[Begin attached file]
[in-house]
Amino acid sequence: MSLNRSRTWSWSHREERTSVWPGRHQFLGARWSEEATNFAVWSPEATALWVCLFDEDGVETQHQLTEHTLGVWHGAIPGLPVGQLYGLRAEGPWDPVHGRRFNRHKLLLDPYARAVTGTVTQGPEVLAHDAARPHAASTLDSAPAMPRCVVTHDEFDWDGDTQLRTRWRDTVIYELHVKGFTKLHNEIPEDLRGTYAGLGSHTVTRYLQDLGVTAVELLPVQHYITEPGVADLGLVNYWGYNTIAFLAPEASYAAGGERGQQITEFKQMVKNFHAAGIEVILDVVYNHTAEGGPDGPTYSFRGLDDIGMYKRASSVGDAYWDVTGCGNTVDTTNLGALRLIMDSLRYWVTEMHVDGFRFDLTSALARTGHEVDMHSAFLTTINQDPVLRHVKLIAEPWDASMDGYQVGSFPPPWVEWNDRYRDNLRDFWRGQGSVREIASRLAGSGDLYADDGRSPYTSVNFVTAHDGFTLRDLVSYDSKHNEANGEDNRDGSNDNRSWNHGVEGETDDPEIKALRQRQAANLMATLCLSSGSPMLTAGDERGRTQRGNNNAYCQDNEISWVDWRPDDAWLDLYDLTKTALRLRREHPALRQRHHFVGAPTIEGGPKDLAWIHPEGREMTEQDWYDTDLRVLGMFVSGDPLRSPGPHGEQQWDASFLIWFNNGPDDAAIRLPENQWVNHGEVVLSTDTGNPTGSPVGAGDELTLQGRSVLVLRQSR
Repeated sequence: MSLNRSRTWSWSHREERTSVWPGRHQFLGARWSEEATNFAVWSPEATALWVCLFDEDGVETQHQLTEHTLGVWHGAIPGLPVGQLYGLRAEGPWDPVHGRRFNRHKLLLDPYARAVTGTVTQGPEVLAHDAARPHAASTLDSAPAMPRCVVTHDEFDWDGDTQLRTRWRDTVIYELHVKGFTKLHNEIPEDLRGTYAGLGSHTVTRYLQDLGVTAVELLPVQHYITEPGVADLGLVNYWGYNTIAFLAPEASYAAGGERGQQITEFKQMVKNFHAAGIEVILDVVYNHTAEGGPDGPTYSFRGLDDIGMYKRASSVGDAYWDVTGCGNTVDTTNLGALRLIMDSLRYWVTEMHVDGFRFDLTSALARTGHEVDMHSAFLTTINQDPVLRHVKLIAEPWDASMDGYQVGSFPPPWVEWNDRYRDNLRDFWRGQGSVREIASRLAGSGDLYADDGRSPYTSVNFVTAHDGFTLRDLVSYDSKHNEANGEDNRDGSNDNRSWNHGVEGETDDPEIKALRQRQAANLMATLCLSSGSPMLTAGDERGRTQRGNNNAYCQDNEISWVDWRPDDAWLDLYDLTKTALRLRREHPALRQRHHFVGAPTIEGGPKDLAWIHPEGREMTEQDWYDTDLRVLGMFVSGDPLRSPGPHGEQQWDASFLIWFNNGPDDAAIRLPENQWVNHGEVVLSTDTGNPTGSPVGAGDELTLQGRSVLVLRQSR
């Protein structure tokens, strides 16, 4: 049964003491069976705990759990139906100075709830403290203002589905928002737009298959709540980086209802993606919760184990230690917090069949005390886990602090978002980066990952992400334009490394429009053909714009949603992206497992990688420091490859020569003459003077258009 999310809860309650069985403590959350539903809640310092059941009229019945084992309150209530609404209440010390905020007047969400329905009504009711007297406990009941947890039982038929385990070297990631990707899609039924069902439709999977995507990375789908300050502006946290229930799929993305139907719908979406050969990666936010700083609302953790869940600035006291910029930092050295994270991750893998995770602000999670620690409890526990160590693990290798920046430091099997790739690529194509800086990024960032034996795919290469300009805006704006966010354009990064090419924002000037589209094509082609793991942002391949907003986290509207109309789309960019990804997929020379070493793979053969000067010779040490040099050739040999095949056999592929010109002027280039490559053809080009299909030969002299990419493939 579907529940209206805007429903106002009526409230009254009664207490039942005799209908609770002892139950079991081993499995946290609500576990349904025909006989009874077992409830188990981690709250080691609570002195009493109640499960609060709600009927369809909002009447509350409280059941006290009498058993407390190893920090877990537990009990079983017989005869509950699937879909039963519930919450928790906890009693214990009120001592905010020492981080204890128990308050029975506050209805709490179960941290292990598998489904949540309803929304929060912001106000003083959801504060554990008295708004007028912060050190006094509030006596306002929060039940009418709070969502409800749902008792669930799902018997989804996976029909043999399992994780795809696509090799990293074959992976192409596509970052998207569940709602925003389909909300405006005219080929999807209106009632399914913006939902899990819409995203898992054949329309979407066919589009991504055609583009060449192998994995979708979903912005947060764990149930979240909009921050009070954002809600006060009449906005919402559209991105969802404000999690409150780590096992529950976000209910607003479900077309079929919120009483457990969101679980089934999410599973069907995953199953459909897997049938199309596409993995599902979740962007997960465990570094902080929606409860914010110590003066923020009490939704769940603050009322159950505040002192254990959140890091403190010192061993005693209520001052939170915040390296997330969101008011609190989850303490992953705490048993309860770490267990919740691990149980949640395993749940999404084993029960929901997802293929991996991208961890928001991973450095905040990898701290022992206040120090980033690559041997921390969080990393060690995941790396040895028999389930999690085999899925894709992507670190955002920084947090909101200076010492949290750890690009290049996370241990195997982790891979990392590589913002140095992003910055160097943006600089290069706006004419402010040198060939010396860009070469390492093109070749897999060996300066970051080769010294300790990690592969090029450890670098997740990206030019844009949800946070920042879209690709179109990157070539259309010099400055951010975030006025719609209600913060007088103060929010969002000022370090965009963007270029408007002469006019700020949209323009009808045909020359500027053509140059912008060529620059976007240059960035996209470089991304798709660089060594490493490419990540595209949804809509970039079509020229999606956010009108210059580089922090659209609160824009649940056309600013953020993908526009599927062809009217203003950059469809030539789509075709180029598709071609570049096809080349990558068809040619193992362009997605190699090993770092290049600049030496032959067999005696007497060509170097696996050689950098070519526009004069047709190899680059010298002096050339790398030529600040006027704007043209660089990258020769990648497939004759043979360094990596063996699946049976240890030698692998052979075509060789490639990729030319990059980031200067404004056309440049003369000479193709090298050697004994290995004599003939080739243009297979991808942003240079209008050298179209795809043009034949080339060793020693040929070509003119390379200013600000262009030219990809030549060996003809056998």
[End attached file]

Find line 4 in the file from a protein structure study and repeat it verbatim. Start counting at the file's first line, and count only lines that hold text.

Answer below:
């Protein structure tokens, strides 16, 4: 049964003491069976705990759990139906100075709830403290203002589905928002737009298959709540980086209802993606919760184990230690917090069949005390886990602090978002980066990952992400334009490394429009053909714009949603992206497992990688420091490859020569003459003077258009 999310809860309650069985403590959350539903809640310092059941009229019945084992309150209530609404209440010390905020007047969400329905009504009711007297406990009941947890039982038929385990070297990631990707899609039924069902439709999977995507990375789908300050502006946290229930799929993305139907719908979406050969990666936010700083609302953790869940600035006291910029930092050295994270991750893998995770602000999670620690409890526990160590693990290798920046430091099997790739690529194509800086990024960032034996795919290469300009805006704006966010354009990064090419924002000037589209094509082609793991942002391949907003986290509207109309789309960019990804997929020379070493793979053969000067010779040490040099050739040999095949056999592929010109002027280039490559053809080009299909030969002299990419493939 579907529940209206805007429903106002009526409230009254009664207490039942005799209908609770002892139950079991081993499995946290609500576990349904025909006989009874077992409830188990981690709250080691609570002195009493109640499960609060709600009927369809909002009447509350409280059941006290009498058993407390190893920090877990537990009990079983017989005869509950699937879909039963519930919450928790906890009693214990009120001592905010020492981080204890128990308050029975506050209805709490179960941290292990598998489904949540309803929304929060912001106000003083959801504060554990008295708004007028912060050190006094509030006596306002929060039940009418709070969502409800749902008792669930799902018997989804996976029909043999399992994780795809696509090799990293074959992976192409596509970052998207569940709602925003389909909300405006005219080929999807209106009632399914913006939902899990819409995203898992054949329309979407066919589009991504055609583009060449192998994995979708979903912005947060764990149930979240909009921050009070954002809600006060009449906005919402559209991105969802404000999690409150780590096992529950976000209910607003479900077309079929919120009483457990969101679980089934999410599973069907995953199953459909897997049938199309596409993995599902979740962007997960465990570094902080929606409860914010110590003066923020009490939704769940603050009322159950505040002192254990959140890091403190010192061993005693209520001052939170915040390296997330969101008011609190989850303490992953705490048993309860770490267990919740691990149980949640395993749940999404084993029960929901997802293929991996991208961890928001991973450095905040990898701290022992206040120090980033690559041997921390969080990393060690995941790396040895028999389930999690085999899925894709992507670190955002920084947090909101200076010492949290750890690009290049996370241990195997982790891979990392590589913002140095992003910055160097943006600089290069706006004419402010040198060939010396860009070469390492093109070749897999060996300066970051080769010294300790990690592969090029450890670098997740990206030019844009949800946070920042879209690709179109990157070539259309010099400055951010975030006025719609209600913060007088103060929010969002000022370090965009963007270029408007002469006019700020949209323009009808045909020359500027053509140059912008060529620059976007240059960035996209470089991304798709660089060594490493490419990540595209949804809509970039079509020229999606956010009108210059580089922090659209609160824009649940056309600013953020993908526009599927062809009217203003950059469809030539789509075709180029598709071609570049096809080349990558068809040619193992362009997605190699090993770092290049600049030496032959067999005696007497060509170097696996050689950098070519526009004069047709190899680059010298002096050339790398030529600040006027704007043209660089990258020769990648497939004759043979360094990596063996699946049976240890030698692998052979075509060789490639990729030319990059980031200067404004056309440049003369000479193709090298050697004994290995004599003939080739243009297979991808942003240079209008050298179209795809043009034949080339060793020693040929070509003119390379200013600000262009030219990809030549060996003809056998």